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On my last trip 

Pork Loin with Apples and Cider Sauce
Sea Kayaking
Oysters with Bacon & Leeks
Strawberry Rhubarb Cobbler
Bar en croûte de sel
Scallops with white wine and herbs

Wild Oysters
(with all due respect to Lewis Carroll and Tweedledee)

The sun was shining on the sea,
Shining with all his might:
He did his very best to make
The billows smooth and bright—
And this was odd, because it was
The middle of the night.

Well, it wasn’t the middle of the night, but it did seem magical like Alice in Wonderland, because the tide was as low as it gets in Brittany, and we were going hiking on la grève for wild oysters! La grève is the exposed part of the ocean bed, and at low tide, the rock faces that are generally underwater become exposed, and there lies the treasure of wild oysters!

The sea was wet as wet could be,
The sands were dry as dry.
You could not see a cloud, because
No cloud was in the sky

Partly true, but in any case, the necessary equipment requires knee-high rubber boots, rain gear and hats, oyster knives, a lemon and a bottle of Muscadet! We hiked about a mile into la grève to a rocky outlet and started looking.

“O, Oysters, come and walk with us!”
The Walrus did beseech.
“A pleasant walk, a pleasant talk,
Along the briny beach

The excursion reminds me of looking for morel mushrooms in the forests of Minnesota. Until you see ONE you just don’t see ANY! Then all of a sudden you see them everyplace! Giant oysters disguising themselves as rocks!

Four other Oysters followed them,
And yet another four;
And thick and fast they came at last,
And more, and more, and more-

Out comes the oyster knife, and slides between the rock and oyster to peel it away. A cold, wild oyster in the palm of your hand! Next, the knife slides into the oyster hinge and pries it open. A moment of gratitude and wonder!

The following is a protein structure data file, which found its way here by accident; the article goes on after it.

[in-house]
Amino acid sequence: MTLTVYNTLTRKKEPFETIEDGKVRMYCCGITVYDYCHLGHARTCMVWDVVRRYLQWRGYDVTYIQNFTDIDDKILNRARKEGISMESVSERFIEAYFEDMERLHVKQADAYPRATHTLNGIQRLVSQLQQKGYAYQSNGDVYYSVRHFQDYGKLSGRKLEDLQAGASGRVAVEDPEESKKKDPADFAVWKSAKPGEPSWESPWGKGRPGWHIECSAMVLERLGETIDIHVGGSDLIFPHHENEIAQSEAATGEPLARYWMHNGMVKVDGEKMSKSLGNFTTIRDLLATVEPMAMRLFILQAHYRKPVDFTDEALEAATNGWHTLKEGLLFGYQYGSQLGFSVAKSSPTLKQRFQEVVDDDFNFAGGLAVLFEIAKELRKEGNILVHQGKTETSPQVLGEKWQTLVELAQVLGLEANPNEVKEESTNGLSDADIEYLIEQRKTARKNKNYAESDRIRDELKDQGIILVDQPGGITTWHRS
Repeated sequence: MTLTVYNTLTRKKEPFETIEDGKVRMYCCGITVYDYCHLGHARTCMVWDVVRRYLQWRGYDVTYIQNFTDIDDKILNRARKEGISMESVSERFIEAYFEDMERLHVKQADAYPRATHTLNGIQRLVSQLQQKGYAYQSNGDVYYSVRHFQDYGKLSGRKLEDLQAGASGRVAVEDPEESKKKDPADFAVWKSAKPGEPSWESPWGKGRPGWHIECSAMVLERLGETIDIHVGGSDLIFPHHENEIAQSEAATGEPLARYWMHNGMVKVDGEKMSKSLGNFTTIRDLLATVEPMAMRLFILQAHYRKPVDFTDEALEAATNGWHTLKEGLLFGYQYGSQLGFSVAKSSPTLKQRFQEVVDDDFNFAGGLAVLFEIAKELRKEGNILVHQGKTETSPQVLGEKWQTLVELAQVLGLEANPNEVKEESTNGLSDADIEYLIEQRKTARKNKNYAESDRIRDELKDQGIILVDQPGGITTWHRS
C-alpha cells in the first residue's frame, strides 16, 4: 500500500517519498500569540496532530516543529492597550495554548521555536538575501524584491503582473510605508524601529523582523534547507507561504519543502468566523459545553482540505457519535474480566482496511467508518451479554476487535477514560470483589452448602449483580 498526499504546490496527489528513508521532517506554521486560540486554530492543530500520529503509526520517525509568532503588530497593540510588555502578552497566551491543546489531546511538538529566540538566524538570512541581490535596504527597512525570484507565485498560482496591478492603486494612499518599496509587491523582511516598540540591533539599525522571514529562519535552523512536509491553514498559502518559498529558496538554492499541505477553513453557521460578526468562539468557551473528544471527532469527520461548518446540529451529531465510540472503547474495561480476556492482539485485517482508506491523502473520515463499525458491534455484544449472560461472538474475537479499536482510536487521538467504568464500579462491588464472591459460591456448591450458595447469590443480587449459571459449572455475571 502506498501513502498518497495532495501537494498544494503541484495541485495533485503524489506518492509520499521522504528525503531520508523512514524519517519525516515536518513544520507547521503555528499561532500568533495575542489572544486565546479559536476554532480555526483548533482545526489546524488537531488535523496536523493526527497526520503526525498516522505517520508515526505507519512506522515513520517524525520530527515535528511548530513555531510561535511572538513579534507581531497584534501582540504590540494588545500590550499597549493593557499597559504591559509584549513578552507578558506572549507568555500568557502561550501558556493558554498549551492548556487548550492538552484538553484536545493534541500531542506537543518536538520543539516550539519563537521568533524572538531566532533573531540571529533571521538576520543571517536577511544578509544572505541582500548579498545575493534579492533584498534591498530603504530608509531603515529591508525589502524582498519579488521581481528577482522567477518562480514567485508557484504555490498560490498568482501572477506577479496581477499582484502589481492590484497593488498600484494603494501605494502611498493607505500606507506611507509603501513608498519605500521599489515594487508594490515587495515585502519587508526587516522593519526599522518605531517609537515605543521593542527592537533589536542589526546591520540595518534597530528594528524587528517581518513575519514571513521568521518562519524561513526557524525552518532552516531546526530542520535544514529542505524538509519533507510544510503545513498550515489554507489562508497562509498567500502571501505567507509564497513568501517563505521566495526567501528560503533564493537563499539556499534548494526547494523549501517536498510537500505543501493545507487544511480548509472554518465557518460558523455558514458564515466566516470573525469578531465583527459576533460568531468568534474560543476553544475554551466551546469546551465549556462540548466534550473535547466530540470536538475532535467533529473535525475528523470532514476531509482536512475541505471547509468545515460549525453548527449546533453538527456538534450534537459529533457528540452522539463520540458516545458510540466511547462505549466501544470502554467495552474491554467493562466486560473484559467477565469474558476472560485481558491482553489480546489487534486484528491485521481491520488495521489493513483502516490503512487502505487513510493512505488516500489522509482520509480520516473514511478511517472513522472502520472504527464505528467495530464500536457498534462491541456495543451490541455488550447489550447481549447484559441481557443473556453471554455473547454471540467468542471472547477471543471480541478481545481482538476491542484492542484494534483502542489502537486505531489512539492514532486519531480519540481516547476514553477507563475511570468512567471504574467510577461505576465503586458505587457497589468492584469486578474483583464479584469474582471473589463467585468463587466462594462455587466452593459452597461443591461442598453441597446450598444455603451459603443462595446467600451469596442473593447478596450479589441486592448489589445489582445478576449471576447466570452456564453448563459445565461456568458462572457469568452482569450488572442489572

“But wait a bit,” the Oysters cried,
“Before we have our chat;
For some of us are out of breath,
And all of us are fat!”

And maybe a bit of courage for first time wild raw oyster eaters! Later, as the tide starts to rise, a rest on the shore to watch the clouds and seabirds, having had the healthiest, freshest food possible. All agreed, a new standard had been set for all oysters to come! Brittany oysters are the best in all the world!

What I was reading on my last trip:
The Sun Also Rises by Ernest Hemingway.

Photo: La Greve - Maison de Granit, Treguiers, France La Greve
Photo: Hidden Treasure - Maison de Granit, Treguiers, France Hidden Treasure
Photo: Looks Like A Rock - Maison de Granit, Treguiers, France Looks Like A Rock
Photo: All Of Us Are Fat - Maison de Granit, Treguiers, France All Of Us Are Fat
Photo: A Bottle Of Muscadet - Maison de Granit, Treguiers, France A Bottle Of Muscadet

Oysters with Bacon & Leeks


Melt butter in small skillet over medium heat. Add flour; whisk 2 minutes. Add cream slowly and whisk until mixture thickens slightly. Cook for a few minutes stirring lightly. Remove from heat and set aside.

Sauté bacon in heavy large skillet over medium heat until crisp, about 6 minutes. Transfer bacon to paper towels to drain.

Discard all but 2 tablespoons of drippings from skillet. Add leeks, celery, bay leaf, and cayenne to skillet and sauté over medium heat until vegetables are soft, about 12 minutes. Add wine and cook until absorbed, about 15 seconds.

Add cream mixture and bring to simmer. Stir until leek mixture thickens slightly, about 3 minutes. Stir in bacon and cheese. Season generously with salt and pepper.

Cool slightly. Cover and refrigerate. (Can be made 1 day ahead).

Place 1 oyster on each of 20 oyster shells or ramekins. Top oyster in each shell with 2 tablespoons leek mixture. Place on rimmed baking sheet. Cover and chill. (Can be made 4 hours ahead).

Preheat oven to 500°F.

Divide breadcrumbs among shells or ramekins. Bake until leek mixture bubbles and crumbs are golden, about 8 minutes.